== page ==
Australia assistant coach – Ricky Ponting has put on his prediction hat as he backed David Warner to finish as leading run-getter in the ongoing ICC Cricket World Cup in England and UK. The legendary Aussie cricketer feels Warner has that skill and consistency to top the batting charts in the mega event if he continues to play like he did against Pakistan. In Wednesday’s game against Pakistan, Warner silenced his critics by scoring a match-winning knock of 107 off 109 balls, which included 11 fours and a six and helped Australia defeat Pakistan by 41 runs.Also Read - IND vs NZ | 2nd Test, Day 2: India Take Massive Lead as New Zealand Bundle Out For 62; Ajaz Patel Takes 10 Wicket-Haul
Ponting believes Warner has taken off the hand-brake which has, in turn, allowed him to play more freely. “You could see by the way he moved into his shots picking up the length early, he hit a lot of pull shots early in his innings, which is always a good sign for him. Also Read - IND vs NZ MATCH HIGHLIGHTS Today 2nd Test, Day 2 Updates: India Lead New Zealand by 332 Runs at STUMPS; Ajaz Patel Makes History With Perfect 10 at Wankhede
“He has taken the hand-brake off which has allowed himself to play with a bit more freedom. If he keeps playing like that for the rest of the tournament, he’s probably going to be the leading run scorer,” Ponting told cricket.com.au. Also Read - IND vs NZ: Shane Warne, Michael Vaughan React on Virat Kohli's Controversial Dismissal in 2nd Test Between India and New Zealand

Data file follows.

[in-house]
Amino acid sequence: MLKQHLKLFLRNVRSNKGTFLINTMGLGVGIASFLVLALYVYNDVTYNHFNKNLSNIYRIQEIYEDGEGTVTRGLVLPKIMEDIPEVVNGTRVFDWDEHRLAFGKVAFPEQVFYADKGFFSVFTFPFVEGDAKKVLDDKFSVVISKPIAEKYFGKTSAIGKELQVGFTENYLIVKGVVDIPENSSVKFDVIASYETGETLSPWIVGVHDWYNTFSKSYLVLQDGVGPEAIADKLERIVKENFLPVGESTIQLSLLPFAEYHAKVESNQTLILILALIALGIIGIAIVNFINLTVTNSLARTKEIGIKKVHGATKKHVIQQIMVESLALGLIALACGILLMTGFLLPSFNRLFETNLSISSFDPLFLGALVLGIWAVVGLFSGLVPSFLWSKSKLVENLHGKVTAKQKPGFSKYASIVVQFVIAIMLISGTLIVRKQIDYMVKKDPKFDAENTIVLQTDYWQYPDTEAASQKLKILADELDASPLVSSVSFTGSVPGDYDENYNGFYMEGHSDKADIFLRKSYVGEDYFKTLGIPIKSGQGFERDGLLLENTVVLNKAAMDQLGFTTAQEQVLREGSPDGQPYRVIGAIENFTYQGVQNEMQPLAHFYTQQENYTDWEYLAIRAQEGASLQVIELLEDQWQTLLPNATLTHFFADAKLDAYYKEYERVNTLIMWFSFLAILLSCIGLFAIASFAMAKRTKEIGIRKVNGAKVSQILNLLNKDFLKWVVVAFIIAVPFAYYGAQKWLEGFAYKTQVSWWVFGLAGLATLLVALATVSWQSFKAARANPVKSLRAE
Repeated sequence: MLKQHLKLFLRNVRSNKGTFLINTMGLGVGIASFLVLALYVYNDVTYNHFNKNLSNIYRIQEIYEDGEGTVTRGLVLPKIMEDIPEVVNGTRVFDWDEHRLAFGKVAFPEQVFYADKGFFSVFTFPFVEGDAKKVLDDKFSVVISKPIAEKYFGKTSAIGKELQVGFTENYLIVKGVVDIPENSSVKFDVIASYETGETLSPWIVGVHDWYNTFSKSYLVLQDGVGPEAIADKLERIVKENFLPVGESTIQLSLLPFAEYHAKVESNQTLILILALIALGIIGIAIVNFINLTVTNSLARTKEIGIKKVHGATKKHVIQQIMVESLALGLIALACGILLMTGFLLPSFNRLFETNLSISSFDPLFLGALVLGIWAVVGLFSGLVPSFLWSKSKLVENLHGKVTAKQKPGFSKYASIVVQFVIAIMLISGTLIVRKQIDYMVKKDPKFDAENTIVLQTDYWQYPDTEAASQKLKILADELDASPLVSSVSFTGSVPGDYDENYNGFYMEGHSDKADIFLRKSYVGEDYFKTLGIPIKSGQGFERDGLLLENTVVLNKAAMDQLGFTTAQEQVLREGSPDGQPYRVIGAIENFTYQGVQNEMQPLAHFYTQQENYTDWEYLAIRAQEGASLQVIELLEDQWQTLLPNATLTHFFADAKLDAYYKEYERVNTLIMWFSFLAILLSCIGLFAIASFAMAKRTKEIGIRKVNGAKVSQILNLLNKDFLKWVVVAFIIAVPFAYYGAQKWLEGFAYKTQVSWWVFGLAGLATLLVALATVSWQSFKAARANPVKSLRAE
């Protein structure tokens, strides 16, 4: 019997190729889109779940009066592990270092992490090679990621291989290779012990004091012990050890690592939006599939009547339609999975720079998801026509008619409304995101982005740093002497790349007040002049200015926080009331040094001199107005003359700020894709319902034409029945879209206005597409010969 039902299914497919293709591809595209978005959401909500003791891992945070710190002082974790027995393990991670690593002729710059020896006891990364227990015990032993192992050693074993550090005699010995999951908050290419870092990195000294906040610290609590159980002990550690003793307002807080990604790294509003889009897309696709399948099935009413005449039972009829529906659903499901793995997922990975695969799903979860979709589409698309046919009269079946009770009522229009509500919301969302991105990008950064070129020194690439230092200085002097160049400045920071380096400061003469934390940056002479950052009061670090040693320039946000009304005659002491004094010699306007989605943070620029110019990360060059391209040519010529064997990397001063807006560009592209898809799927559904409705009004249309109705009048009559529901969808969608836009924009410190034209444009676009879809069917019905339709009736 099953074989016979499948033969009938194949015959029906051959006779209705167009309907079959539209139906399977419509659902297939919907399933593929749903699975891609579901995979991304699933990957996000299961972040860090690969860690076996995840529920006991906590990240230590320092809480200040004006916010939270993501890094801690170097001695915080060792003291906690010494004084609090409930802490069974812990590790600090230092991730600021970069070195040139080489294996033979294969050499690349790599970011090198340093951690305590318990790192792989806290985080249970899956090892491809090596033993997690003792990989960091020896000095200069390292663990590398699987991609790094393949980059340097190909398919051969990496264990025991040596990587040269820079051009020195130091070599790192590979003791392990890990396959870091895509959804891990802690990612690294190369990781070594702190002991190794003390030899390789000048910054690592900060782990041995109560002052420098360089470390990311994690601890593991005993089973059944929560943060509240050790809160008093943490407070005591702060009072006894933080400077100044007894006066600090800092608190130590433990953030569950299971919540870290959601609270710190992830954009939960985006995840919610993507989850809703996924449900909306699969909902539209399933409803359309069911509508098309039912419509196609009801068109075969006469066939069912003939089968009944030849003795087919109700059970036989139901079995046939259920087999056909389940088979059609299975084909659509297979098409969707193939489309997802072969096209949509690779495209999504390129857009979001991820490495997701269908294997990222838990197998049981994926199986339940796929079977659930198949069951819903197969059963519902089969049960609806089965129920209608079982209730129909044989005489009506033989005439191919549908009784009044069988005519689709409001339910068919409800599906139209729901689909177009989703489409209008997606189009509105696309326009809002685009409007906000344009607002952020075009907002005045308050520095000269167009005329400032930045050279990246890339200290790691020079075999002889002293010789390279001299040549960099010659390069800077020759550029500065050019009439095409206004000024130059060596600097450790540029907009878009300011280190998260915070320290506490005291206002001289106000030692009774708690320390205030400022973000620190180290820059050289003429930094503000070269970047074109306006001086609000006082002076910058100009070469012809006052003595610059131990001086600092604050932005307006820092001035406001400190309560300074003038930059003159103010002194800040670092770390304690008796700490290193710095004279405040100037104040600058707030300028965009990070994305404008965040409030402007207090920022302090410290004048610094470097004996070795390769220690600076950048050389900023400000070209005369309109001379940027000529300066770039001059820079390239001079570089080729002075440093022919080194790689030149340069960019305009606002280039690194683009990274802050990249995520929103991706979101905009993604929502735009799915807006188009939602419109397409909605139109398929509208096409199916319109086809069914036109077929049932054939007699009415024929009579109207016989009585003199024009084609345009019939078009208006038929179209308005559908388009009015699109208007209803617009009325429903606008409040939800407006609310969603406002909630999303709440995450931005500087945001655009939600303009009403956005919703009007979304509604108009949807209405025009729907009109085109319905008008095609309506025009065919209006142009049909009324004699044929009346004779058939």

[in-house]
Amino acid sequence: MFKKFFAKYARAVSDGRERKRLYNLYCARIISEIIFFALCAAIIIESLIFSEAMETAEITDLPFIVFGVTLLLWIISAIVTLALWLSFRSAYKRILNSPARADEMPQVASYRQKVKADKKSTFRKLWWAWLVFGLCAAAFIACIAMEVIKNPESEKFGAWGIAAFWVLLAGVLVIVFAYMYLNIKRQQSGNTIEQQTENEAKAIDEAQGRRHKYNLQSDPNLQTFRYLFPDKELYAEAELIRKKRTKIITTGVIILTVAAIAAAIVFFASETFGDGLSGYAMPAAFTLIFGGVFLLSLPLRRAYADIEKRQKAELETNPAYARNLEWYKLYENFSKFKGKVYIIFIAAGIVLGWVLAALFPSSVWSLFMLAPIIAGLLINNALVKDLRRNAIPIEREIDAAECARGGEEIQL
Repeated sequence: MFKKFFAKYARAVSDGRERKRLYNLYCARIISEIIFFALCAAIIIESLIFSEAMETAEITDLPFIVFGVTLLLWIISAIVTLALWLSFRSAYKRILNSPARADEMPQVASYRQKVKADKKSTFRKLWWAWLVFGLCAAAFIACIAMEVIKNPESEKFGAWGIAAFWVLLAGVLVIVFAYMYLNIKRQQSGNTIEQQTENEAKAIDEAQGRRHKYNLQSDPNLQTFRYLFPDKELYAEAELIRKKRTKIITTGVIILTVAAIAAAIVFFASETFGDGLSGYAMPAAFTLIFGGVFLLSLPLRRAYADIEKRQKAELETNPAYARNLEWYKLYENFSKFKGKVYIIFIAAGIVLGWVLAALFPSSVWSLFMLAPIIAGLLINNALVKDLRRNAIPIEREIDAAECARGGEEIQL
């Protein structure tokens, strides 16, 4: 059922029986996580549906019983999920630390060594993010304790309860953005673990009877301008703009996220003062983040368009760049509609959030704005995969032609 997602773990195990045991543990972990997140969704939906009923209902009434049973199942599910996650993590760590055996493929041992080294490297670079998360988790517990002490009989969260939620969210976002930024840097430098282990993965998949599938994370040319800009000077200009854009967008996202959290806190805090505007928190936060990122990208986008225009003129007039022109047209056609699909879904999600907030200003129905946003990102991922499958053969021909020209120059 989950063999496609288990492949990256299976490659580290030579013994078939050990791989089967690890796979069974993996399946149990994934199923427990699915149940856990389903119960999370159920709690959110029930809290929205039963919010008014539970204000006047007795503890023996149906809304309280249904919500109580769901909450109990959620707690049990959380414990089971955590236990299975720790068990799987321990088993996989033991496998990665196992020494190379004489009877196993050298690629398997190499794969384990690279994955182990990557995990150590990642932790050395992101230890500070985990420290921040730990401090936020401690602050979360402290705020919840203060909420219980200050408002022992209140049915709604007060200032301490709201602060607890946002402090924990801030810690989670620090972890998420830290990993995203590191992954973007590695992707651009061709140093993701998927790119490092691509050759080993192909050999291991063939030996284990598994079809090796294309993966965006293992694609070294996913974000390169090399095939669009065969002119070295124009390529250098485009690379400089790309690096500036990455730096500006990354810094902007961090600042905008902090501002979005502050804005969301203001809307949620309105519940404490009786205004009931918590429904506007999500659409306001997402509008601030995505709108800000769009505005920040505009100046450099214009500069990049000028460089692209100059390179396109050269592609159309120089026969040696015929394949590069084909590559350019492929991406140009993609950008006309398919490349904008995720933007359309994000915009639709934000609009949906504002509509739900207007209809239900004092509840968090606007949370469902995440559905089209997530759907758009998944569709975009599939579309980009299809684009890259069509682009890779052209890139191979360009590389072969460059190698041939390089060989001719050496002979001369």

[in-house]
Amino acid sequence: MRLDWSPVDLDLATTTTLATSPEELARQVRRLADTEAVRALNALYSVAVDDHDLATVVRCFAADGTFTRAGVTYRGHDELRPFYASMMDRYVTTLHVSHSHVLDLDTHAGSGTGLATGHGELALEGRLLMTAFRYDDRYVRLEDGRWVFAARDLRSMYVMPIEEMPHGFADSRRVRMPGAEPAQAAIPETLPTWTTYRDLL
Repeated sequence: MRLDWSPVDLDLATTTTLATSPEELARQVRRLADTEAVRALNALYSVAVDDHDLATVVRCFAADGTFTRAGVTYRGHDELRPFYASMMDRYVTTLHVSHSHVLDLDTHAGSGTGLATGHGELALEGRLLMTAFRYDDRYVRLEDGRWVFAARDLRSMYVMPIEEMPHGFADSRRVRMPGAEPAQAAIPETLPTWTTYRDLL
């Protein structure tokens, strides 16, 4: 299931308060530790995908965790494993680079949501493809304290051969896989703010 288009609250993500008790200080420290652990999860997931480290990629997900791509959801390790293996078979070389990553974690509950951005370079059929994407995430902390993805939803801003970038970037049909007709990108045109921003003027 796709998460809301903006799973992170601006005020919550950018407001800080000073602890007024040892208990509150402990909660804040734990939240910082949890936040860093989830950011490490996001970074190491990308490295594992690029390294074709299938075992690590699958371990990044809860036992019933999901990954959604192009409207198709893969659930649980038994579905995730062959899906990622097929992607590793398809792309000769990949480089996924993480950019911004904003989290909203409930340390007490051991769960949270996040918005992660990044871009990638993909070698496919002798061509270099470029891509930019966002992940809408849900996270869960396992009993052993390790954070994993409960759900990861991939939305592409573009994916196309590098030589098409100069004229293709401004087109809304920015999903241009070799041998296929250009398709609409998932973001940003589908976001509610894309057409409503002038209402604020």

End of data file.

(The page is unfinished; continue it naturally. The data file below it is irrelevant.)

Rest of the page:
The former Australia skipper also revealed that he spoke to Warner ahead of the Pakistan match and advised him to just “see the ball, hit the ball”. “I think in the back of his own mind to a certain degree, I think he was a little bit more worried about getting out than scoring runs. We said to him after the last game, ‘mate, just go out and see the ball, hit ball’. He got off to a good start and continued on for 30 or 40 overs,” he said.
Back into the national side after serving a one-year ban for his involvement in Newlands ball-tampering controversy, Warner looked edgy and circumspect in the initial games of the ongoing World Cup.
Against Afghanistan, he consumed 114 balls to score unbeaten 89. In the next game against the West Indies, Warner didn’t manage to stay long at the crease and got out for mere 3.
Against India, the swashbuckling left-handed opener struggled for most of the time and managed to score 56 of 84 balls (strike rate of 66.67). More uncharacteristic was the amount of dot balls he played. Warner played out 50 dots in Australia’s unsuccessful chase of 353, including 14 in a row at one point.
With 255 runs at an average of 85 in four matches, Warner now sits behind only Bangladesh’s Shakib al-Hasan (260 runs) at the top of the tournament’s run-scoring charts.
Australia will next take on Sri Lanka at the Kennington Oval on Saturday.